Mains Paper 2 : Governance
Prelims level : United Nations Population Fund
Mains level : Populations associated issues
• The World Population 2019 report of the United Nations Population Fund (UNFPA) was released recently.
• India’s population in 2019 stands at 1.36 billion, growing from 541.5 million in 1969 and 942.2 million in 1994.
• It accounts for over one-sixth of the world’s population in 2019 (7.71 billion).
• India has seen a growth rate of 1.2% per year between 2010 and 2019.
• This is just over the world growth rate of 1.2%.
• China, the world’s most populous country at 1.42 billion, has a population growth rate of 0.5% per year between 2010 and 2019.
• 27% of India’s population is in the age bracket of 0-14 years and 10-24 years each.
• 67% of the country’s population is in the 15-64 age bracket.
• 6% of the country’s population is of the age 65 and above.
• Life expectancy at birth in India is lower than the world’s (69 years to 72).
• India scores higher than the global average in terms of access to healthcare during childbirth.
• Between 2006 and 2017, 86% of births in India were attended by skilled health personnel (79% across the world).
• India’s maternal mortality ratio (MMR) in 2015 was 174 deaths per lakh live births (down from 448 in 1994).
• On the other hand, the global MMR in 2015 was 216.
• Two-thirds of all maternal deaths today are said to occur in sub-Saharan Africa.
• Adolescent birth rate in India is much lower than the global rate.
• 28 in every 1,000 Indian adolescent women (age 15-19) gave birth between 2006 and 2017.
• In contrast, the global adolescent birth rate was at 44 per 1,000.
• Fertility rate in India in 2019 is 2.3 births per woman, compared to 2.5 worldwide.
• In India, the total fertility rate per woman has been reduced from 5.6 in 1969 and 3.7 in 1994 to 2.3 today.
• Globally, the average number of births per woman has been reduced form from 4.8 in 1969 and 2.9 in 1994 to 2.5 today.
• Early marriage continues to present a major cultural obstacle to female empowerment and better reproductive rights.
• A girl who marries when she is 10 will probably leave school and consequently, loses the negotiating skills and job opportunities.
• The report includes, for the first time, data on women’s ability to make decisions over three key areas.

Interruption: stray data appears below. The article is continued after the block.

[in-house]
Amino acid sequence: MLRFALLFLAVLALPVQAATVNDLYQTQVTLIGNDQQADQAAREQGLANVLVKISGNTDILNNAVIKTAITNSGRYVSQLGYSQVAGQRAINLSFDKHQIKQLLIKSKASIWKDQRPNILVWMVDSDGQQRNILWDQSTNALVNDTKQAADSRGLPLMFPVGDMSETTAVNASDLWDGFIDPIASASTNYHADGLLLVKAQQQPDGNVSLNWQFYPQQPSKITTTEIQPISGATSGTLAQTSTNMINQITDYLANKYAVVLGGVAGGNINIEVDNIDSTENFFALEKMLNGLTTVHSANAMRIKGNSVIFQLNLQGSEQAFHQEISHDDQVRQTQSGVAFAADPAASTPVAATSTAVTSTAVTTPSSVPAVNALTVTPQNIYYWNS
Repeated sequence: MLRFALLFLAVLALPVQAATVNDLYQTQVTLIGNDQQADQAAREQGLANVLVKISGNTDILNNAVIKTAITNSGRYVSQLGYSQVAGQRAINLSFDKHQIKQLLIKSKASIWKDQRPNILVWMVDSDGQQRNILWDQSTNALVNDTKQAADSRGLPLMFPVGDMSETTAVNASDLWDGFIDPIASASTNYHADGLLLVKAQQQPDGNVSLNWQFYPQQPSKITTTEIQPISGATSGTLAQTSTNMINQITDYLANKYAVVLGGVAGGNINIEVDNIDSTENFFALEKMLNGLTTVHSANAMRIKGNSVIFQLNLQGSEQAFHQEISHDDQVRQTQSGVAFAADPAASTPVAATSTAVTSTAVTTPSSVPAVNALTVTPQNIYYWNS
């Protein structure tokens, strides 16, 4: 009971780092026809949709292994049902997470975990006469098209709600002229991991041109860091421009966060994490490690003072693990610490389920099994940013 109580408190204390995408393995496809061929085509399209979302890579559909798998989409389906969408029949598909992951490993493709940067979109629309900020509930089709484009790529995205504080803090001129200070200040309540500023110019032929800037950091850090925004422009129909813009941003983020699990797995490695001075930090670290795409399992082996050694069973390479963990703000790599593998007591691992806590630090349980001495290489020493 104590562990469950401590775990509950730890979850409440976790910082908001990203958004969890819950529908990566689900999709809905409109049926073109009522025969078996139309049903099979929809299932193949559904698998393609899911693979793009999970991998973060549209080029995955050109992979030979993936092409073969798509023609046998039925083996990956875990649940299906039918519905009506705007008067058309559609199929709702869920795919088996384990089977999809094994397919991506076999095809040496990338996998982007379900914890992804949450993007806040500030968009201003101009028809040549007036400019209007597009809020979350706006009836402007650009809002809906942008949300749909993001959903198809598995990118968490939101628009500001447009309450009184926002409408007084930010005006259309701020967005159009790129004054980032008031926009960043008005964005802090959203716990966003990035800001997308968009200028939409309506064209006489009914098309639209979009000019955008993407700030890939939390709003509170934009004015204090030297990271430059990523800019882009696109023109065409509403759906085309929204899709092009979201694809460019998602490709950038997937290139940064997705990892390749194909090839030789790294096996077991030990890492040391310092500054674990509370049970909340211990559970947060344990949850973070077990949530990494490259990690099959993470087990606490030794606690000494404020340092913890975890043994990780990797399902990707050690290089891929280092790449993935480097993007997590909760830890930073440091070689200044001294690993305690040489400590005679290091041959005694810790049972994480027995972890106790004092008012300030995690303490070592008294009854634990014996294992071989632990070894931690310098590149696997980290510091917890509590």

• These are sexual intercourse with their partner, contraception use and health care.
• It notes that absence of reproductive and sexual rights has major and negative repercussions on women’s education, income and safety.
• Ultimately, they are not in a position to shape their own futures.
• Despite the concerns, millions have enjoyed healthier and more productive lives in the 50 years since the UNFPA was founded.
• Unintended pregnancies and maternal deaths have dramatically been reduced with efforts from civil society and governments.
• Going ahead, the threat to women’s and girls’ reproductive rights posed by emergencies caused by conflict or climate disasters should be addressed.
• Every day, more than 500 women and girls including in countries with emergency settings, die during pregnancy and childbirth.
• About 35 million women, girls and young people will need life-saving sexual and reproductive health services in the coming year.
• Services to address gender-based violence, in humanitarian settings, are also a need of the hour.
Q.1) Consider the following statements related to Interim Budget:
1. The Interim Budget is a budget which is announced in an election year by the incumbent government.
2. The Constitution prohibits the Government from announcing new schemes or amending tax laws in the Interim Budget.
Which of the statements given above is/are correct?
(a) 1 only
(b) 2 only
(c) Both 1 and 2
(d) Neither 1 nor 2
Correct Answer: A
Q.1) Describe the highlights of the World Population 2019 Report.